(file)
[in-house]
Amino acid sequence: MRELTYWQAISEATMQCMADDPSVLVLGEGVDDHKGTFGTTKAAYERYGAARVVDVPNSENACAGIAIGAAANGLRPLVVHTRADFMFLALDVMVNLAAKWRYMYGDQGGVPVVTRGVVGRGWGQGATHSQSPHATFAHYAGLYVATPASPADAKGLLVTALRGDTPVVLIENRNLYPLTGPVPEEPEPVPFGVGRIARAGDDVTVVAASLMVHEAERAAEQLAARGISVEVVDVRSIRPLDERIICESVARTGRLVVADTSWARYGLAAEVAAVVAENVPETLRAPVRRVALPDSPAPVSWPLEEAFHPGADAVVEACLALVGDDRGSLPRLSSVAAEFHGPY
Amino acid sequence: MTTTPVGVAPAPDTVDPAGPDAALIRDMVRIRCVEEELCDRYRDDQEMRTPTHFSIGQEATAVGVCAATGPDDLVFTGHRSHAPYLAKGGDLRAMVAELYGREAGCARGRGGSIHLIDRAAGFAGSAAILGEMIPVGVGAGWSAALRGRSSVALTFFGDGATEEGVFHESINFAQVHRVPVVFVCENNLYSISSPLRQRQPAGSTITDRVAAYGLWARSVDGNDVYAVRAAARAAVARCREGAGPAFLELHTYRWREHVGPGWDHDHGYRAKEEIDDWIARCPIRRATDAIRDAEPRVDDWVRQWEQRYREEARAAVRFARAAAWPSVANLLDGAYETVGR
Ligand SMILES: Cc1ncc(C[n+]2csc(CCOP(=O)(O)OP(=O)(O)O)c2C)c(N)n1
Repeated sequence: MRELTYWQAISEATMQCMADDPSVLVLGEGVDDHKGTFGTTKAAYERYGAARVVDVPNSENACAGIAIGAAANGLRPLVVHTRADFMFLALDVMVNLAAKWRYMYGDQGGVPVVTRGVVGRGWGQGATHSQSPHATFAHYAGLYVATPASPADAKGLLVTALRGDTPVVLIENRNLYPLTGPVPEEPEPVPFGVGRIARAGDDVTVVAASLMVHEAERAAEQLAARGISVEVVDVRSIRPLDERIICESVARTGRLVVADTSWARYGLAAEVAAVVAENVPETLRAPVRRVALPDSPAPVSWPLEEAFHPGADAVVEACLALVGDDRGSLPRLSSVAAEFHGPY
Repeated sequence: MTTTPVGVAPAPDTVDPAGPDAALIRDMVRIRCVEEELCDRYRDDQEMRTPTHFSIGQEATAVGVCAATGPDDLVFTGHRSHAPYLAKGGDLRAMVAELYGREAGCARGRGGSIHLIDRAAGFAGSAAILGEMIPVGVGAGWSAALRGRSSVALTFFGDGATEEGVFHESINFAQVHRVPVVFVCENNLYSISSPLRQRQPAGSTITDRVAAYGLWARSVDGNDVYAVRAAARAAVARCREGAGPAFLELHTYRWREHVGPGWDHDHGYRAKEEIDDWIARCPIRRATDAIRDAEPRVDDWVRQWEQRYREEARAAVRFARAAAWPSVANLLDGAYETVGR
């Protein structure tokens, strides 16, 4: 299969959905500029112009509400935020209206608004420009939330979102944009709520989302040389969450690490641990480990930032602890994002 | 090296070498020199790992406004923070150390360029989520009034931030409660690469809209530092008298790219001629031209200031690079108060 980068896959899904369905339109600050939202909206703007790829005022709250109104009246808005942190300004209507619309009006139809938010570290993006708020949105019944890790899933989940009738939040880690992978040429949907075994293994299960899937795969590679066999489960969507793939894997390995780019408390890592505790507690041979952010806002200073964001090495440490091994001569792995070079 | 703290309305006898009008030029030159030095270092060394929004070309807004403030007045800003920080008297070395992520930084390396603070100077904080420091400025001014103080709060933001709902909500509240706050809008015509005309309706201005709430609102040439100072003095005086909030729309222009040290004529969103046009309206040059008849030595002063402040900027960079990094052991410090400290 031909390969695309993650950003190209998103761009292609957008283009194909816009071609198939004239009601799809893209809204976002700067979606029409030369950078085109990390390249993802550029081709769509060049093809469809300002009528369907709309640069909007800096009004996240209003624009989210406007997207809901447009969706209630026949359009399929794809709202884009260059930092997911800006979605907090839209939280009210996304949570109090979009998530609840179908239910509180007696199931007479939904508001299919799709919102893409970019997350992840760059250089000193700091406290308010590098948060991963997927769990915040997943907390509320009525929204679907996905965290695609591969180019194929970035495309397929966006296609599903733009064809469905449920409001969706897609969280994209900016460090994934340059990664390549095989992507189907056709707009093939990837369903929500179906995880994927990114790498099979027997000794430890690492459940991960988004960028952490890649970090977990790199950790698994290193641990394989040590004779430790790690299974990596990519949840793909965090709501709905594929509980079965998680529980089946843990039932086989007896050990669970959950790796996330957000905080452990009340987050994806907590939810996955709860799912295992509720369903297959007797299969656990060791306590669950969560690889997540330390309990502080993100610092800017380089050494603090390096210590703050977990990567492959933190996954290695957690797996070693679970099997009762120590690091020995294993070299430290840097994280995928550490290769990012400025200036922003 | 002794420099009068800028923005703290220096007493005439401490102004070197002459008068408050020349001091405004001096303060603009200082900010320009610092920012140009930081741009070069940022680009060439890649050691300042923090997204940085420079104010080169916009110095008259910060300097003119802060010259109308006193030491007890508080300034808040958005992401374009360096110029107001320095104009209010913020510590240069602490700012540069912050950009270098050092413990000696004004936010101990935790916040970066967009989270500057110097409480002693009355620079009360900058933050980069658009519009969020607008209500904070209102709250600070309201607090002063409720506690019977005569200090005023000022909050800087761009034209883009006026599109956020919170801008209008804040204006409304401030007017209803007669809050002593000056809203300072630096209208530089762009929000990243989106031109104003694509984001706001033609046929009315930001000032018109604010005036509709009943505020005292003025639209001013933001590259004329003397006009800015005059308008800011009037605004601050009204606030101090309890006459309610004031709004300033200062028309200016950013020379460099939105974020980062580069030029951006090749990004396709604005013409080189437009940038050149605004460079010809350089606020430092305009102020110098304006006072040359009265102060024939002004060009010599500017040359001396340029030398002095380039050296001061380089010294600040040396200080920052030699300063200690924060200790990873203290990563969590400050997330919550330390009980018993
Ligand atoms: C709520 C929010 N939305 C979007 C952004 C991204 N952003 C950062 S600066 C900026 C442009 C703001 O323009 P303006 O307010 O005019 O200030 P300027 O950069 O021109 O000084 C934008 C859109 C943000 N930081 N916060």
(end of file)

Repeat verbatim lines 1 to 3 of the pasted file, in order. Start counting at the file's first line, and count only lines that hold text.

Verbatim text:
[in-house]
Amino acid sequence: MRELTYWQAISEATMQCMADDPSVLVLGEGVDDHKGTFGTTKAAYERYGAARVVDVPNSENACAGIAIGAAANGLRPLVVHTRADFMFLALDVMVNLAAKWRYMYGDQGGVPVVTRGVVGRGWGQGATHSQSPHATFAHYAGLYVATPASPADAKGLLVTALRGDTPVVLIENRNLYPLTGPVPEEPEPVPFGVGRIARAGDDVTVVAASLMVHEAERAAEQLAARGISVEVVDVRSIRPLDERIICESVARTGRLVVADTSWARYGLAAEVAAVVAENVPETLRAPVRRVALPDSPAPVSWPLEEAFHPGADAVVEACLALVGDDRGSLPRLSSVAAEFHGPY
Amino acid sequence: MTTTPVGVAPAPDTVDPAGPDAALIRDMVRIRCVEEELCDRYRDDQEMRTPTHFSIGQEATAVGVCAATGPDDLVFTGHRSHAPYLAKGGDLRAMVAELYGREAGCARGRGGSIHLIDRAAGFAGSAAILGEMIPVGVGAGWSAALRGRSSVALTFFGDGATEEGVFHESINFAQVHRVPVVFVCENNLYSISSPLRQRQPAGSTITDRVAAYGLWARSVDGNDVYAVRAAARAAVARCREGAGPAFLELHTYRWREHVGPGWDHDHGYRAKEEIDDWIARCPIRRATDAIRDAEPRVDDWVRQWEQRYREEARAAVRFARAAAWPSVANLLDGAYETVGR